Evolution has occurred more rapidly than previously thought in the Chesapeake Bay wetlands, which may decrease the chance that coastal marshes can withstand future sea level rise, researchers at the University of Notre Dame and collaborators demonstrated in a recent publication in Science.

Jason McLachlan, an associate professor in the Department of Biological Sciences, evaluated the role evolution plays in ecosystems in the Chesapeake Bay by studying a type of grass-like plant, Schoenoplectus americanus, also called chairmaker’s bulrush. The research team used a combination of historical seeds found in core sediment samples, modern plants, and computational models to demonstrate that “resurrected” plants were allocating more resources in their roots below ground, allowing them to store carbon more quickly than modern plants.

“We think this surprising reduction in below-ground growth might be a response to increased pollution in Chesapeake Bay,” McLachlan said. “Decades of pollution have resulted in higher levels of nitrogen and phosphorus in the waters, and since these are plant nutrients, evolution might now favor plants that ‘invest’ less in expensive roots.”

The seeds from the historical plants had remained underground on the property of the Smithsonian Environmental Research Center on the bay, dormant since the mid-1900s. McLachlan and other researchers collected them and allowed them to germinate and grow. Known as resurrection ecology, this type of research provides direct evidence that can support assumptions about evolutionary change.

Computational models had previously established the threat of sea level rise to coastal wetlands, and have incorporated scientists’ understanding of how flooding affects plant growth and how plant growth affects stability. While modern plants and samples from the mid-1900s grew similarly above ground, the modern plants invested less resources into rooting deeper below ground. This created less biomass below ground and could reduce the capacity of wetlands to withstand flooding.

McLachlan and collaborators showed, through computational models, that the modern plants store carbon in soils 15 percent slower than the plants did in the mid-1900s.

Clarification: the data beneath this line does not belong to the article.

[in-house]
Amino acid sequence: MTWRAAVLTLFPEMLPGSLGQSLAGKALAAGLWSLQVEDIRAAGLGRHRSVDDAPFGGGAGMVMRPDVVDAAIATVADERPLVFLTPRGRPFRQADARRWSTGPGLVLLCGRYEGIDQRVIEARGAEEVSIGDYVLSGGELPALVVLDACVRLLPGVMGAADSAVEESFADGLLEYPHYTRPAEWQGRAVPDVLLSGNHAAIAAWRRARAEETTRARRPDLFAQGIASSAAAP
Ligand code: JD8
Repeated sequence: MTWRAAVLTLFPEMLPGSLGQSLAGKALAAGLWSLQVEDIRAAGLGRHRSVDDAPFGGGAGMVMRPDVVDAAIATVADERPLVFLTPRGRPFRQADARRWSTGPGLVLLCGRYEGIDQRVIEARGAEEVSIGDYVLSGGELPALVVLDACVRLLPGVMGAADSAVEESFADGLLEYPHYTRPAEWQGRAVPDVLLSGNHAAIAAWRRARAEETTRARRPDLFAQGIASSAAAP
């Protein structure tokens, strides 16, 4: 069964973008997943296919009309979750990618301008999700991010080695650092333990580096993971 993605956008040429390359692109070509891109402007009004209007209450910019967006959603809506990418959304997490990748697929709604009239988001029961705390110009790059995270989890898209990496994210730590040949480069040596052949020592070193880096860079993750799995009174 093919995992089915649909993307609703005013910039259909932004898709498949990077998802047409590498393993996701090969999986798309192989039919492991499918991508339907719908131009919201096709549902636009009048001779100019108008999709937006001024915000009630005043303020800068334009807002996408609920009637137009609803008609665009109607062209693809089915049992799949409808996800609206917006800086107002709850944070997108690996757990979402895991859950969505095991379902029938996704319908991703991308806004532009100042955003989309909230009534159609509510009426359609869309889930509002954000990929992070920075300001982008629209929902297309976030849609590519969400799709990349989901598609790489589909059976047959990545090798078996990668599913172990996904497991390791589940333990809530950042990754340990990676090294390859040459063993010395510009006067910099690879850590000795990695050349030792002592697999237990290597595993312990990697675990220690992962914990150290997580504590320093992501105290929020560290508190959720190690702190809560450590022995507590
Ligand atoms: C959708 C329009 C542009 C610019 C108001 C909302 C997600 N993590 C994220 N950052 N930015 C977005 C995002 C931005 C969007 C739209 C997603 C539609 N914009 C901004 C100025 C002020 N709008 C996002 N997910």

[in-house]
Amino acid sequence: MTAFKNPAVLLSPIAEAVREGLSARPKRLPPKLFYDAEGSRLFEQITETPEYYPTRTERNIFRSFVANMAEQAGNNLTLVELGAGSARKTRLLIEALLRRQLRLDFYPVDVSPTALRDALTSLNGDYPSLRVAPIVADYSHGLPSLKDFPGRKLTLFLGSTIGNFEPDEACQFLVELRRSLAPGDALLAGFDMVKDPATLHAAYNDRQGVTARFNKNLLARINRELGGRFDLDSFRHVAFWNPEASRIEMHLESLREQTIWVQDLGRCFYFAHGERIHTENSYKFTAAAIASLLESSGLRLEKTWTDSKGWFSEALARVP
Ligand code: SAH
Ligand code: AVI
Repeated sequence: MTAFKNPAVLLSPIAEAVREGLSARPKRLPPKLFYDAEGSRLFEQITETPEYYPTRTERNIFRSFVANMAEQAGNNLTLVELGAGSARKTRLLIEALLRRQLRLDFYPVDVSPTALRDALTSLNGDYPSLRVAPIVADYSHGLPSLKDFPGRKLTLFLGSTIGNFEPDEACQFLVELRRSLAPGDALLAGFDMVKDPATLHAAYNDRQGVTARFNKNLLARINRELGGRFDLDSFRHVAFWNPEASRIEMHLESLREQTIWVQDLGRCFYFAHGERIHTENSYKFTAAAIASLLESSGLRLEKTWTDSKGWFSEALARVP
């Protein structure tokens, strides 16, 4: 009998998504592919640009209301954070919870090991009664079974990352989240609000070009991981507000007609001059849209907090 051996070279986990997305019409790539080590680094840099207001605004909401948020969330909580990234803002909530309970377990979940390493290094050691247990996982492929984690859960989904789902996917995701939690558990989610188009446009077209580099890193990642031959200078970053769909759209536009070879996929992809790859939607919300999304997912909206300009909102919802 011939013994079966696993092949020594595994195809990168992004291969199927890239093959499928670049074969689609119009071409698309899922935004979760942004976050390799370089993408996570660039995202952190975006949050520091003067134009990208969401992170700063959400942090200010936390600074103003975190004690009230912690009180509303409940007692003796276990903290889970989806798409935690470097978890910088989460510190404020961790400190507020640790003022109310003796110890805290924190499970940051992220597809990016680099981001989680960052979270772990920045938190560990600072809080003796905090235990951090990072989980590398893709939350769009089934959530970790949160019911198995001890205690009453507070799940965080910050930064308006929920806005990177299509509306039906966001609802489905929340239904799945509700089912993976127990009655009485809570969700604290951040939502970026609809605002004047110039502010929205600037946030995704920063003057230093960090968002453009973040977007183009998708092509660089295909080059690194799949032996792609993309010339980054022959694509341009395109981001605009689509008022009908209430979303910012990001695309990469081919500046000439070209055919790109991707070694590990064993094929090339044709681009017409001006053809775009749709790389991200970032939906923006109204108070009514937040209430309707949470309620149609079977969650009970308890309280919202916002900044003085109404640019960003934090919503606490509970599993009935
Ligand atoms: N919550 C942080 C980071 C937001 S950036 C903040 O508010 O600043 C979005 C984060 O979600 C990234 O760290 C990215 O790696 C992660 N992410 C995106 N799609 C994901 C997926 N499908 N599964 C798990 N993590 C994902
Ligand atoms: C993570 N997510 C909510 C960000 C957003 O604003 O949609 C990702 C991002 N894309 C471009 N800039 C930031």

McLachlan was astounded by the speed with which evolutionary change occurred in Schoenoplectus americanus.

“The research shows the role evolution plays as ecosystems are increasingly stressed by the impacts of human society,” he said.

First author Megan Vahsen, a doctoral student at Notre Dame, had discovered the importance of below-ground plant traits as early as 2017 as a first-year graduate student at Notre Dame. Though the researchers cannot specifically say that plants are investing relatively more of their energy above ground and less below ground because of pollution, she believes the combination of techniques used in the current research provides novel predictions about the impact of evolution on ecosystems. She expects the study will motivate researchers to study the causes that drive evolutionary change.

“For reasons of inconvenience, science has often ignored what happens below ground,” she said, noting that she and undergraduates at Notre Dame spent about 500 hours washing and sorting plant roots. “But we have learned so much in this study; there are so many secrets happening below ground.”

McLachlan said the research further demonstrates the role evolution plays as ecosystems are increasingly stressed by the impacts of human society.

“Evolutionary change over almost a century played a destabilizing role for coastal ecosystems. Other species in other ecosystems might have responded differently to human environmental impact, perhaps providing more resilience to ecosystems, or perhaps having no impact at all,” he said. “Now that we’ve shown that evolutionary change can be fast enough and large enough to affect ecosystem resilience, we hope other researchers will consider this component of biological response to global environmental change.”

Other collaborators in this research include Michael Blum and Scott Emrich of the University of Tennessee, Jim Holmquist and Patrick Megonigal of the Smithsonian Environmental Research Center, Brady Stiller of the University of Notre Dame and Kathe Todd-Brown of the University of Florida, Gainesville. The study was funded by the National Science Foundation and the United States Coastal Research Program.

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